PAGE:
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Teenage boys don't cry...

...but should teachers encourage them to? George Adamson argues that emotionally stunted males need to be taught how to understand and express their feelings.

Teenage boys. To many they remain a mystery. Aggression, underachievement, poor effort or concentration, truancy, risk-taking, smoking, drug or alcohol abuse, underage or casual sex and lack of regard for authority are all signs and symptoms of the pressures felt by today's young males. In many regards, we should learn to expect this behaviour, especially from the "vulnerable"; but unless we address its root cause we cannot expect our young men to function at the levels expected of them.

As so many educationists have said over the years, we must dissociate the person from the behaviour and then spend some time pondering on whether we actually contribute to it as parents or teachers. In other words, did we actually create the monster that so frightens us?

Society has created a state of being that enables girls to be who they are and rarely, these days, criticises any of their behaviour as "inappropriate". Girls can play rugby, drink a pint of beer, cry in public, express worries or concerns, achieve high standards of academic success, hug their friends openly in the street or playground, drive a lorry or lay bricks.

All of this they do without ridicule, being openly compared with another female, or being labelled as a result. I applaud the fact that girls can express themselves in whatever way they feel and follow their instincts and abilities as their life unfolds. What is clear, however, is the fact that we have lost the "traditional" definition of the word feminine.

As that definition alters, it goes without saying that the definition of masculine must change also. But has it? I think not. For the most part, it continues to mean what it has always done - in fact, as girls encroach on traditional "male" territory, it may even be taking on a harder, narrower meaning.

It remains difficult for many boys to be who they are. They remain emotionally trapped in a world that can be judgmental and damning. We allow girls to play with cars and dress up in boys' clothes, but if boys play with dolls or put on a dress people discourage them or even openly express concerns about their sexuality. Boys who cry during emotional or painful events can be ridiculed or stigmatised, while this response is simply expected of girls.

In short, we encourage girls to become fully emotionally literate while boys have most of their delicate emotional tools removed. How does a young man stripped of his emotional capacity deal with a relationship breakdown, the death of a parent, separation within his family, or failure? Compare this with how a girl would respond. Is it then surprising that the levels of anxiety and depression, not to mention suicide, are rising among young men or that we in schools sometimes have turbulent experiences with boys, particularly adolescents?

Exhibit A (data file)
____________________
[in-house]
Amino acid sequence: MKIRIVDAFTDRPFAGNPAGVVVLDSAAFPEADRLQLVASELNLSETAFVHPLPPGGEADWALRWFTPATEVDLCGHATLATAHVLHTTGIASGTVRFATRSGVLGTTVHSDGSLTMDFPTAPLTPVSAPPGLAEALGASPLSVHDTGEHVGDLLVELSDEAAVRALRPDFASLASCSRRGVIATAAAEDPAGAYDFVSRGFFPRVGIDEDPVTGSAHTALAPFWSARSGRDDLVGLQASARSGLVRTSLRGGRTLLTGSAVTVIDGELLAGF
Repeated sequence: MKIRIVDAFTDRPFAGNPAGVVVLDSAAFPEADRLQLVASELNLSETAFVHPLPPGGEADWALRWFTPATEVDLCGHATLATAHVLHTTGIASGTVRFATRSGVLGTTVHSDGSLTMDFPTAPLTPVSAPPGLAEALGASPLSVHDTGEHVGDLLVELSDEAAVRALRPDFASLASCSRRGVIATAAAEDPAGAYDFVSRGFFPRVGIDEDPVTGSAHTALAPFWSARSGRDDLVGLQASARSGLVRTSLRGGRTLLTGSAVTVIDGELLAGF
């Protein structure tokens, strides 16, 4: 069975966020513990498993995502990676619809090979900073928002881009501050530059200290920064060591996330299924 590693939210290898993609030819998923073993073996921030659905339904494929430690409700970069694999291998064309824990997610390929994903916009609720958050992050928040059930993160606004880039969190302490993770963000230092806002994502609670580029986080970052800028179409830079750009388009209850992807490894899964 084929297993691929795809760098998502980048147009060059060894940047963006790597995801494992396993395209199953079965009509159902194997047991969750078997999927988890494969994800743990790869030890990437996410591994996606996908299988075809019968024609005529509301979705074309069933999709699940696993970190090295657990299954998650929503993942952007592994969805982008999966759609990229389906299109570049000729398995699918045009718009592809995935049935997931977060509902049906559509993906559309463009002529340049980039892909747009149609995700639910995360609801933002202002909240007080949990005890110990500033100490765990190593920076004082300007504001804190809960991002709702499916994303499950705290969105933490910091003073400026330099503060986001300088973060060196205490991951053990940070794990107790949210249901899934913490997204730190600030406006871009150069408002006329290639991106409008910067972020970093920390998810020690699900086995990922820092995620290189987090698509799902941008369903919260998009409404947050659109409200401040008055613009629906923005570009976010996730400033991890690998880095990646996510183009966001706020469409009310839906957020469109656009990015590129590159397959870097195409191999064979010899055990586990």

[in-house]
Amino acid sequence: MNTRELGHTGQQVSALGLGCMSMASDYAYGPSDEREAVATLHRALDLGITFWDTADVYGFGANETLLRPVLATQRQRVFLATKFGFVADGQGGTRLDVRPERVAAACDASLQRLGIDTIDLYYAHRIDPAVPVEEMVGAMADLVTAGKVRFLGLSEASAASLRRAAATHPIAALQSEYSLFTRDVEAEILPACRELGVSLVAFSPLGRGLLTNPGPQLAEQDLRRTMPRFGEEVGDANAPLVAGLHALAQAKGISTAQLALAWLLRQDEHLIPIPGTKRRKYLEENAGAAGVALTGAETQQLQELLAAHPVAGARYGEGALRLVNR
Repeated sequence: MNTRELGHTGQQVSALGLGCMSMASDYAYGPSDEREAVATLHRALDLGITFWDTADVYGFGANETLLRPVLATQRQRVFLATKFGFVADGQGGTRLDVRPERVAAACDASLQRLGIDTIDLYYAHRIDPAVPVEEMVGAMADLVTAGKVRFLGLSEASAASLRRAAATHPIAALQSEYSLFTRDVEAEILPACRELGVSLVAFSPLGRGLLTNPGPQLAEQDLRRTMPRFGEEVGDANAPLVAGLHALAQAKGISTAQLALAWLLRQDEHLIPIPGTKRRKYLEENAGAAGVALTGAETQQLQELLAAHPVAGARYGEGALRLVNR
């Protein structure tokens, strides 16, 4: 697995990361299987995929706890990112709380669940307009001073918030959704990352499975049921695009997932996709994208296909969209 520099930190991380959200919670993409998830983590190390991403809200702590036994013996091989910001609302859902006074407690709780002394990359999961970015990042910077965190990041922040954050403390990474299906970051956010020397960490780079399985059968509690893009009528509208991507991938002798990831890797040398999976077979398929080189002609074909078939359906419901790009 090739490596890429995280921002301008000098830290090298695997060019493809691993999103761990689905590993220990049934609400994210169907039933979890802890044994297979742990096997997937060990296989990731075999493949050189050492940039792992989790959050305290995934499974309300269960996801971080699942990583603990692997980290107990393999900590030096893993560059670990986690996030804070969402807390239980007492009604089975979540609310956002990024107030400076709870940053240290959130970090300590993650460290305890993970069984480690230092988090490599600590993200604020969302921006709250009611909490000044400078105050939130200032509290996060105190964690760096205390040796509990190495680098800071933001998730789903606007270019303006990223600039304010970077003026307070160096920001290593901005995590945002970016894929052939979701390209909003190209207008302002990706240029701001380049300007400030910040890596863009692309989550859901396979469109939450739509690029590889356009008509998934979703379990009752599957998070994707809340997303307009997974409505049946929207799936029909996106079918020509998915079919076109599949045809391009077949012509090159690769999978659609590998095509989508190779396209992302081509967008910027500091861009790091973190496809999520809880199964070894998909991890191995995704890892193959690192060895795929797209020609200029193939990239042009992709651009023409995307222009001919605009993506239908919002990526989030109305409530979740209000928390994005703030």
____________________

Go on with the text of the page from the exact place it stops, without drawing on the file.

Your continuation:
This emotional inability has serious implications, not least for academic attainment. Academic failure or underachievement may simply be a result of wishing to appear "masculine", of striving to be seen as "hard"; as "top dog", rather than top of the class. Quite simply, boys make use of the limited number of aggressive tools society has allowed them to keep to secure their place in the pack. Too often, academia isn't seen to have a part to play in this. This week's A-level results offer stark evidence of the drag on boys' achievement due to this emotional inadequacy, while girls forge ahead.

If we are to solve this problem, the emphasis must be on developing the emotional potential of young men. The emphasis can no longer solely be on knowledge, but must move to incorporate high-quality personal and social education, emphasising emotional intelligence for all.

A school's ethos and values, practices and procedures, policies and approaches must all be underpinned by positive, clearly defined processes for encouraging the emotional development of all its young people.

We must recognise the great impact that placing emotional development at the heart of school life can have on overall success. Without providing the full range of emotional tools and recognising the vital place our emotions play in all aspects of our being, we will continue to encourage the male monster that, at present, confuses us.

George Adamson teaches at The Duchess's community high school in Alnwick, Northumberland. The views expressed in this article are personal

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